You Spin Me Right Round, Like A Wrecker, Baby
HIGH The bots all have appealing designs and personalities.
LOW I wish there was a bit more strategy to it.
WTF I still haven’t found an instance where teleportation would be helpful.
It makes me happy to pick up a game that has even half the amount of care and attention that Blade Ballet’s developers put into it. Everything about the presentation feels crisp, immediate, and appealing. Beauty is only skin deep, though.
In Blade Ballet, players control small robots outfitted with swords and shields. The bots can spin, lunge forward, and perform a number of other offensive actions to destroy their opponent. One direct sword hit is enough to destroy a bot, so players must carefully balance caution and recklessness.
There are a number of bots from which to choose, and each is outfitted with a different configuration of weapons and shields. Some have three blades surrounding their hull, making them spiked balls of destruction. Others have one extra-long sword and extra shields, giving that bot the advantage of range, but requiring more precision when going in for the kill.
The bots are fairly maneuverable, but the controls come off as a bit floaty. The floatiness seems intentional, though, almost as if the bots are pucks on an air hockey table.
The predominant form of attack is spinning around using R1 or L1, turning each bot into a whirlpool of blades. As much as I tried to play the patient, thrusting fencer, I found myself being repeatedly beaten by those who constantly spin – they’re like the Tasmanian Devil holding lightsabers.
Because of this dominance through spinning, it becomes, essentially, a game of luck. Whoever’s sword makes contact first wins. I would prefer that the swords instead pushed the opponent backwards when making contact, since all of the stages are peppered with obstacles and traps. As is, the one-hit kill mechanic demands precision, but the spinning and floaty controls favor blind aggression.
For these reasons, Blade Ballet feels a bit confused. On one hand, its quick death mechanics and wide selection of fighters imply that it aspires to be a more strategic game of positioning and spatial awareness, like Nidhogg or Furi. On the other hand, its floaty controls and reliance on unpredictable stage hazards seem to indicate that it wants to be a wacky party game, like Starwhal or Gang Beasts. As it is, it doesn’t dedicate itself to either and serves as a lesser approximation of both.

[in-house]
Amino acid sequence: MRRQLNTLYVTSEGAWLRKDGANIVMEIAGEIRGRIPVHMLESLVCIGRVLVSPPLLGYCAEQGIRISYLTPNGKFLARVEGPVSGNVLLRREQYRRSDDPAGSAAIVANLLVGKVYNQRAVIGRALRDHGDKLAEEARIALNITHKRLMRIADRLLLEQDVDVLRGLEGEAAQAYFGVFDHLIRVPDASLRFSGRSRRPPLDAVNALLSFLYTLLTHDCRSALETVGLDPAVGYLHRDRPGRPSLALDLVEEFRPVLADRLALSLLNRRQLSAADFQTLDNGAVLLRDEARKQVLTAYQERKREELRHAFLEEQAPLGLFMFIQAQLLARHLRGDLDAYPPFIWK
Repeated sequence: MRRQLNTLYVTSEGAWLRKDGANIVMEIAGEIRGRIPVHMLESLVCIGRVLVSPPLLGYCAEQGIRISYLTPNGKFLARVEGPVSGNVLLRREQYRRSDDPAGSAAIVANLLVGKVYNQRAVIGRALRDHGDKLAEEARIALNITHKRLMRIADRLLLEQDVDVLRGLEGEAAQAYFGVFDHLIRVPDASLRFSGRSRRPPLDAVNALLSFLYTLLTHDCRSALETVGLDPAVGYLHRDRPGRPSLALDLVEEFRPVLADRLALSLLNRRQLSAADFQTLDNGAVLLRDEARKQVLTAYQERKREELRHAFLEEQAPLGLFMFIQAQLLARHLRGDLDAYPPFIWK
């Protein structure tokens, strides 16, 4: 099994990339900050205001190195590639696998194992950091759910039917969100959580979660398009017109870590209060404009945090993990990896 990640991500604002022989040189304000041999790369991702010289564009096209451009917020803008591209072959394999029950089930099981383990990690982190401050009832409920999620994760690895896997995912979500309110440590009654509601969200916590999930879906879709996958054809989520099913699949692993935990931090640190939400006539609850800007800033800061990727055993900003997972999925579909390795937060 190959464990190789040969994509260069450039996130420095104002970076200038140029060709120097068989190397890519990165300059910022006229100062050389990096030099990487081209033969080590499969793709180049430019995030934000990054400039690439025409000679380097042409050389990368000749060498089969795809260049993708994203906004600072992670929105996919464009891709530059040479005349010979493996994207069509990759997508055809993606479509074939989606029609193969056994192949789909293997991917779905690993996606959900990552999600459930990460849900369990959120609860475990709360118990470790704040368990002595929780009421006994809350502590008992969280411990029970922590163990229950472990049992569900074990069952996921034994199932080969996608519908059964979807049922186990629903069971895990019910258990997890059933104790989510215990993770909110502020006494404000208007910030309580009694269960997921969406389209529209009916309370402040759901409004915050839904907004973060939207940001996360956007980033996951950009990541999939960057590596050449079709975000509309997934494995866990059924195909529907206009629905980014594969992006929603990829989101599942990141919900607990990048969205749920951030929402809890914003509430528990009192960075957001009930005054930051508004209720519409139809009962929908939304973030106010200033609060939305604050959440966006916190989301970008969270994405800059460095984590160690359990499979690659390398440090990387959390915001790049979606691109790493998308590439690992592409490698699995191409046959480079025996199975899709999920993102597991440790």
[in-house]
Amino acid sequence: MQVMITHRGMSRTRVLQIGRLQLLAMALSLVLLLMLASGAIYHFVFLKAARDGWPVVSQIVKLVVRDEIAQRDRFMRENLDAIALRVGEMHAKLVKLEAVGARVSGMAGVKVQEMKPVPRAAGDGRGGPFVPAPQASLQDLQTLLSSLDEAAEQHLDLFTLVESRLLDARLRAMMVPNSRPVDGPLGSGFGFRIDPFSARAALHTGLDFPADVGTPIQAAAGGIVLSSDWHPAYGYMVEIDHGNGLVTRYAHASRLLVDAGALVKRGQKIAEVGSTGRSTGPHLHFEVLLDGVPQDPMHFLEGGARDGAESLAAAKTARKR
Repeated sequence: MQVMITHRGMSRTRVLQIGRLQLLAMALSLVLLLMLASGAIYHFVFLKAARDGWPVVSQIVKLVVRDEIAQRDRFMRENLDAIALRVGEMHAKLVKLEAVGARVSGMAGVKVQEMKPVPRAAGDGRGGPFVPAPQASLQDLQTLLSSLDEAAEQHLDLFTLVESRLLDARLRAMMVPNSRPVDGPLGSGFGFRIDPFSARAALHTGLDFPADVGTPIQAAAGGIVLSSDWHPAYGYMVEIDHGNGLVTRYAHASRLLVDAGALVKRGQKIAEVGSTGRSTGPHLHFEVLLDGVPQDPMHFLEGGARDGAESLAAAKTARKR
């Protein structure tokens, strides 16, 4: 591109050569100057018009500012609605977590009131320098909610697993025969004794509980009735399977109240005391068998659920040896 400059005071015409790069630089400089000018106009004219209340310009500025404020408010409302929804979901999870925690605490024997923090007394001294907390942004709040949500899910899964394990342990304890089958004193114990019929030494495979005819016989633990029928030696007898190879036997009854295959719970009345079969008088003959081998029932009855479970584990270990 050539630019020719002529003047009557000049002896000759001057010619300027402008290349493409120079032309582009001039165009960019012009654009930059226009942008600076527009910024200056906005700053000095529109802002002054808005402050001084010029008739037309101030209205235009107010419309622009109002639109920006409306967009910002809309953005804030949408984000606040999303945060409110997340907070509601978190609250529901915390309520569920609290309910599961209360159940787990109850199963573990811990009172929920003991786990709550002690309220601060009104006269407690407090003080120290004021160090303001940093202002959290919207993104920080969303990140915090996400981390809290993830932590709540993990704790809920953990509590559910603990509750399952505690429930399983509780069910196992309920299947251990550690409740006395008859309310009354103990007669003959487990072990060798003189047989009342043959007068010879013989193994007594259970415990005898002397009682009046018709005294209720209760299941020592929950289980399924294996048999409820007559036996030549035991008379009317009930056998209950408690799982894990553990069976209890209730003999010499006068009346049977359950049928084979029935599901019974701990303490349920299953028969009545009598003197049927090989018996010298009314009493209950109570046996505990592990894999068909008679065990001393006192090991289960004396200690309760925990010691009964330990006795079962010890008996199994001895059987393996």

While the visuals are appealing and the bots are full of life, I find myself a bit let down by the gameplay. It’s not precise enough to be a true ballet of blades as the title implies, and really, it’s too bad since the market has room for a top-down Nidhogg. On the other hand, it’s too precise to be a wacky laugh-with-your-mates brawler like Gang Beasts, which it could have done equally well. As is, it is a decent game within reach (in either direction) of being something much greater.
Disclosures: This game is developed by DreamSail Games and published by DreamSail Games. It is currently available on PS4 and PC. This copy of the game was obtained via publisher and reviewed on the PS4. Approximately 2 hours of play were devoted to the multiplayer-player mode. There is no single-player mode.
Parents: According to the ESRB, this game is rated E10+ and contains Fantasy Violence and “Users Interact”. Though it is a game about blade-based combat, there is absolutely no gore or dismemberment of any kind.
Deaf & Hard of Hearing Gamers: The game can be played without audio without any detriment to the experience.
Remappable Controls: No, this game’s controls are not remappable
Colorblind Modes: There are no colorblind modes available in the options.
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